Chargeback Prevention

Difference between Chargebacks and Disputes

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Table of Contents

  1. What's the difference between a dispute and a chargeback?
  2. How do payment card disputes work?
  3. What are chargeback reason codes?
  4. How do you fight a chargeback?
  5. What is a chargeback ratio?
  6. When should merchants accept chargebacks?
  7. Preventing disputes from becoming chargebacks
  8. Is a dispute a chargeback?
  9. Do all chargebacks hurt merchants?

When talking about chargebacks, you'll hear the terms "chargeback" and "dispute" thrown around a lot. Sometimes these terms are used interchangeably, but sometimes they're used to reference different parts of the chargeback process. To make things even more confusing, different card networks use different terminology for the various parts of the process.

What do people mean when they use these terms, and what do merchants need to know about them to protect their business?

What's the difference between a dispute and a chargeback?

Unfortunately, it depends on the context.

New call-to-actionThe most common chargeback-related context in which you'll see the word dispute used is when talking about a cardholder disputing a charge. This refers to the initial step of the chargeback process, when a cardholder calls their bank and asks for a particular charge to be reversed. Once the customer has given their explanation for the dispute and provided any supporting evidence they have available, the bank will decide whether or not that dispute will become a chargeback.

Banks will usually grant their customers' requests for chargebacks, but if the reason for the dispute clearly falls outside the list of legitimate reasons for which a chargeback may be filed, they may reject the request and tell the customer they must work things out with the merchant.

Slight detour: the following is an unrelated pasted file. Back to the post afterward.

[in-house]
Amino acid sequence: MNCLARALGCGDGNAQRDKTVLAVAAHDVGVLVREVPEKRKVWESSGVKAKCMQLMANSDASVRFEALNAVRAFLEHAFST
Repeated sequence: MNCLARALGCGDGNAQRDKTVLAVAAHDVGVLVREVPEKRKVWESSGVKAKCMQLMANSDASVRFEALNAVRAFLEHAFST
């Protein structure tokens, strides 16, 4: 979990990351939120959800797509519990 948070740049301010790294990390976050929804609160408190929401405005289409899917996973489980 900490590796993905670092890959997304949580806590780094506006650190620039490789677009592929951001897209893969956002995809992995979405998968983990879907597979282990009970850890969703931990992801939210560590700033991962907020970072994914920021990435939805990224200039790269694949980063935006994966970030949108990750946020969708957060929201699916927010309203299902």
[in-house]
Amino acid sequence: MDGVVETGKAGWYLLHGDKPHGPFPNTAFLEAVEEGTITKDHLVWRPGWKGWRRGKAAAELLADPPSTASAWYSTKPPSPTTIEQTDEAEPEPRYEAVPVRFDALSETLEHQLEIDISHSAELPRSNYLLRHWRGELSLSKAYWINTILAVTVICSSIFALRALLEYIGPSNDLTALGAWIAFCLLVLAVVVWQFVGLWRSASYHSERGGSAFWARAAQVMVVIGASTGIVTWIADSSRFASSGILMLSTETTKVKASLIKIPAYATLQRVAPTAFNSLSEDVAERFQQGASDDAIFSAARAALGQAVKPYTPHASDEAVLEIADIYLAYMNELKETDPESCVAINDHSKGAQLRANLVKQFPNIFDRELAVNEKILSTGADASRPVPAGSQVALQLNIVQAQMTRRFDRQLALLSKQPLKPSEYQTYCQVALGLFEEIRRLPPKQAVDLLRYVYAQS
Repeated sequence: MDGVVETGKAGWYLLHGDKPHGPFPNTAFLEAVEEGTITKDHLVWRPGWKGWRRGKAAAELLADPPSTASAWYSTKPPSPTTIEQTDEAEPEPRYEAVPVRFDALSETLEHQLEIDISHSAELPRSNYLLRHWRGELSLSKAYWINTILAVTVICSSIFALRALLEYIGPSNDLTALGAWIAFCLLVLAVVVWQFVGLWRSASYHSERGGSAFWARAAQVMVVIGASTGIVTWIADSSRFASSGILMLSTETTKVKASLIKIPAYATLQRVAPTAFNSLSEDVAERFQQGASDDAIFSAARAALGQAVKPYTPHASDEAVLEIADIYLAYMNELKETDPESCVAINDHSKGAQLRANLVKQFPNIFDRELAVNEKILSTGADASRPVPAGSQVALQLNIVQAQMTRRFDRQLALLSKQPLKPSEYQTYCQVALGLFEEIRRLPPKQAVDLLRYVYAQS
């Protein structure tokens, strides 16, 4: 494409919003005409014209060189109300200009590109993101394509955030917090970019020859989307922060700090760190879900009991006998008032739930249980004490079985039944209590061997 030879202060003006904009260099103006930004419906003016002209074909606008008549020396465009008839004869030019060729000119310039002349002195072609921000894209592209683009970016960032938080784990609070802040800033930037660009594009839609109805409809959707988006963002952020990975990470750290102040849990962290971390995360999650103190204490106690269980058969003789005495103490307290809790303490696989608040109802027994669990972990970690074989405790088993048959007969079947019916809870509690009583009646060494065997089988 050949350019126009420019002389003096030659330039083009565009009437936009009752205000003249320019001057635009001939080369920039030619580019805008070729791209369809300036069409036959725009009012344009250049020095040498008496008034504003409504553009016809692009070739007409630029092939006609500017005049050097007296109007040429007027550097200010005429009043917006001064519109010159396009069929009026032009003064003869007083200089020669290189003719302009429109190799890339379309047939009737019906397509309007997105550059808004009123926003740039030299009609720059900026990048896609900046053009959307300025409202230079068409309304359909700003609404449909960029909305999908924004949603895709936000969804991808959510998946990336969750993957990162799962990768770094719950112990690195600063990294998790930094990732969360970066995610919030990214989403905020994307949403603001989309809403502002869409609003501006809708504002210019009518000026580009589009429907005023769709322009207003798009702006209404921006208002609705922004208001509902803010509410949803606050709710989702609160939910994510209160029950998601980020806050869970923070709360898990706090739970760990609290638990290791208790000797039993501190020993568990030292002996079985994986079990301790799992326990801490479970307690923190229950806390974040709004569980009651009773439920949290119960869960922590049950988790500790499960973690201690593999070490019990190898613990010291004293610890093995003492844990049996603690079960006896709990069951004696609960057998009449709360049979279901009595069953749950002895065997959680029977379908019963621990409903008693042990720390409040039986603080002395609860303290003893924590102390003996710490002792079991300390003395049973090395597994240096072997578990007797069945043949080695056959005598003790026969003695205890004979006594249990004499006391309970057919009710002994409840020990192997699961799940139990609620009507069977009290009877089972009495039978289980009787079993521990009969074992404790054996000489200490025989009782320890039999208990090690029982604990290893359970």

In this context, the term dispute simply refers to that initial customer request, which may or may not lead to a chargeback.

That's not the only way you'll see the term used, however. Sometimes the word dispute is used interchangeably with the word chargeback to refer to the entire process, from start to finish. For example, Visa's official documents usually use the word dispute instead of chargeback.

You may occasionally see someone refer to a merchant "disputing a chargeback." In this context, the word dispute isn't in reference to any sort of specific terminology, it's just being used as a plain English word to describe the process of fighting a chargeback through representment.

Now that we're clear on what these terms mean, let's see them in action. A brief summary of the process for handling disputes and chargebacks should serve to clarify any remaining confusion, as well as to give those who are new to the world of chargebacks some valuable info.

How do payment card disputes work?

Most disputes begin when a cardholder looks at their statement and sees a charge that they don't recognize. These charges will have identifying information included on their line in the credit card statement so that cardholders can contact the merchant with questions if they don’t recognize or agree with the charge.

Cardholders are always supposed to try to contact the merchant before disputing the charge with their issuing bank.

Oftentimes these disputes are a result of simple confusion. The purchase may have been made by another authorized user such as a family member, or the customer may have forgotten about a recurring charge they signed up for. A merchant descriptor that doesn't match the customer-facing name of the business can also result in this kind of confusion.

In other cases, the customer may have been a victim of true fraud. When this happens, the merchant has no choice but to accept the chargeback. After all, that's the exact situation the process was created for.